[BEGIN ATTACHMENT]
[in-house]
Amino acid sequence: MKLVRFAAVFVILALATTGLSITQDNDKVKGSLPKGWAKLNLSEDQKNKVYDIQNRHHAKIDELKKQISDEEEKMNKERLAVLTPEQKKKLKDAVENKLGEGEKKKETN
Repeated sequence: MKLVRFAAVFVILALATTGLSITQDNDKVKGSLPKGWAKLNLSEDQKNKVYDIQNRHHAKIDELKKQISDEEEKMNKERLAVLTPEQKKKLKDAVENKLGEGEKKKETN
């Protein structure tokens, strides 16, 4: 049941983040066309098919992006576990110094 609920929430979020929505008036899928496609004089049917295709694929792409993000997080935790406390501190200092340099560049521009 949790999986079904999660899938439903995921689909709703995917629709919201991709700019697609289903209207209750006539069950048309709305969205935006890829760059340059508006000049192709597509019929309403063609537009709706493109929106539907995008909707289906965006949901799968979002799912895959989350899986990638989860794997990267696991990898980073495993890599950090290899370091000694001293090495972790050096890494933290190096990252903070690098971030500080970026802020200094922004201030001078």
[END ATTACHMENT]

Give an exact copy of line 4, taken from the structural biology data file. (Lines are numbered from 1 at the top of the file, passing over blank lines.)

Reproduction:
């Protein structure tokens, strides 16, 4: 049941983040066309098919992006576990110094 609920929430979020929505008036899928496609004089049917295709694929792409993000997080935790406390501190200092340099560049521009 949790999986079904999660899938439903995921689909709703995917629709919201991709700019697609289903209207209750006539069950048309709305969205935006890829760059340059508006000049192709597509019929309403063609537009709706493109929106539907995008909707289906965006949901799968979002799912895959989350899986990638989860794997990267696991990898980073495993890599950090290899370091000694001293090495972790050096890494933290190096990252903070690098971030500080970026802020200094922004201030001078």